When weaning from breastfeeding makes you sad

Here are 7 ways to feel better.

sad woman holding baby

These days, the majority of moms who are pregnant plan on breastfeeding. The rates of breastfeeding initiation in the United States are at record highs, which is great news for new mothers and their babies. This is, in large part, because we have so much more knowledge about the benefits of breastfeeding than we did in the past.

But that doesn't mean that breastfeeding is easy—for many moms, navigating how to feed a baby can be a source of incredible stress. We spend a lot of time helping people to get started with breastfeeding—but what about when people are ready to stop breastfeeding?

Weaning from breastfeeding, whether due to a breastfeeding challenge or because the time has simply come to stop can come with a lot of emotions. You may find that you're relieved and excited, but it's also normal to feel sad.

So let's talk about why weaning from breastfeeding can make you sad, and some ways to feel better.

Why people may start weaning from breastfeeding


Problems that can result in not being able to breastfeed (or having to wean earlier than anticipated) include:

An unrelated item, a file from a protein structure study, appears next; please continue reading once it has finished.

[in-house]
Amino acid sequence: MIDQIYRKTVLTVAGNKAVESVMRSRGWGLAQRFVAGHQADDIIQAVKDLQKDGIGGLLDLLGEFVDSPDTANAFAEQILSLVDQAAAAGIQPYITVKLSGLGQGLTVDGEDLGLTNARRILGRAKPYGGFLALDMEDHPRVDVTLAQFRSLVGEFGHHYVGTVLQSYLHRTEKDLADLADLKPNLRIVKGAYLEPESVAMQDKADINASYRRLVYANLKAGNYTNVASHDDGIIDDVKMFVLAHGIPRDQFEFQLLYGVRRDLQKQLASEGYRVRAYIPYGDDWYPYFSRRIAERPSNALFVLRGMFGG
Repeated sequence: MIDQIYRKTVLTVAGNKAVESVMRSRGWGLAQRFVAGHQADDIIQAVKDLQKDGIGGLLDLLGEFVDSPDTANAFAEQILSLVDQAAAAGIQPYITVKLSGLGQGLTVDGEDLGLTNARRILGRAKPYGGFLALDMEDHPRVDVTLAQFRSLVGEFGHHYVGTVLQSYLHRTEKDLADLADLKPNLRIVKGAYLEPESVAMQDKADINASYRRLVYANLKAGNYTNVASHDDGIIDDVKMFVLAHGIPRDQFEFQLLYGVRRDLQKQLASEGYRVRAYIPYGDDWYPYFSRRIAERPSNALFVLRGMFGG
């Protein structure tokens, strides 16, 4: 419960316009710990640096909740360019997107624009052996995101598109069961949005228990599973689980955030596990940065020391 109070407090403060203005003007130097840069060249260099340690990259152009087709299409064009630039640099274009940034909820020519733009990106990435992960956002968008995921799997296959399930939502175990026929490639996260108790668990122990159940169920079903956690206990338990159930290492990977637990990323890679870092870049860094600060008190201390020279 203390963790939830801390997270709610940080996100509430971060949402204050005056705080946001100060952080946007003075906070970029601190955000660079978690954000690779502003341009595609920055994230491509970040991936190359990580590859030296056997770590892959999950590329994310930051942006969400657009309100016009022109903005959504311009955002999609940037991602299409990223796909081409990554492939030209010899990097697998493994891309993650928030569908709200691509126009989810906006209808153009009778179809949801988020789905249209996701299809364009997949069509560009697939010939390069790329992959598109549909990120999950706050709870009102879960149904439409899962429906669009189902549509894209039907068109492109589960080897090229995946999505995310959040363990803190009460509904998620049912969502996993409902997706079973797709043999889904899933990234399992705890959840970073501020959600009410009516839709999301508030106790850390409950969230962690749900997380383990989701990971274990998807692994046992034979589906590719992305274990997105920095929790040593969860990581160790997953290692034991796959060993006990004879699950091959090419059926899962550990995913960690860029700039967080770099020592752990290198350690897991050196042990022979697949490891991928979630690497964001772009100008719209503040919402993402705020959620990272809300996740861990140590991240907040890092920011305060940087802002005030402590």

• Difficulty with latching
  • Persistent pain while feeding
  • Problems with milk supply
  • Inadequate time for maternity leave
  • Lack of support

And again, it may be that you have simply reached the time when you have decided to stop breastfeeding.

"I can't breastfeed, and I feel like a failure"

Let me be very clear about this: You are not a failure—not even close. This is incredibly difficult, and it's so essential that you realize that you are a wonderful mother, even if you can't breastfeed. Be gentle with yourself.

People who can't breastfeed, or who have to stop breastfeeding earlier than anticipated, may have mental health impacts—many new mothers have experienced this. Research has shown that weaning from breastfeeding can lead to feelings of shame, guilt and failure, and can also trigger postpartum depression (PPD). Let's dive into why this happens (and then what to do about it).

Understanding mental health when we wean from breastfeeding

It's important for new moms to understand the basic physiology of breastfeeding and milk production to appreciate the relationship between weaning and mental health. Much like pregnancy and birth, weaning from breastfeeding is associated with huge hormonal shifts.

During weaning, oxytocin and prolactin, the two main hormones involved in milk production, decrease and levels of estrogen increase. Oxytocin, a "feel good" hormone that promotes feelings of calmness and peace, is important for overall well-being and bonding with your baby. Prolactin also improves your mood by decreasing feelings of stress and anxiety.

When levels of oxytocin and prolactin drop during weaning, you may experience sadness and depression, and even start to withdraw from your babies and loved ones. Some moms also experience anxiety, irritability, rage, and PMS-like symptoms as a result of the hormonal shifts associated with halting breastfeeding.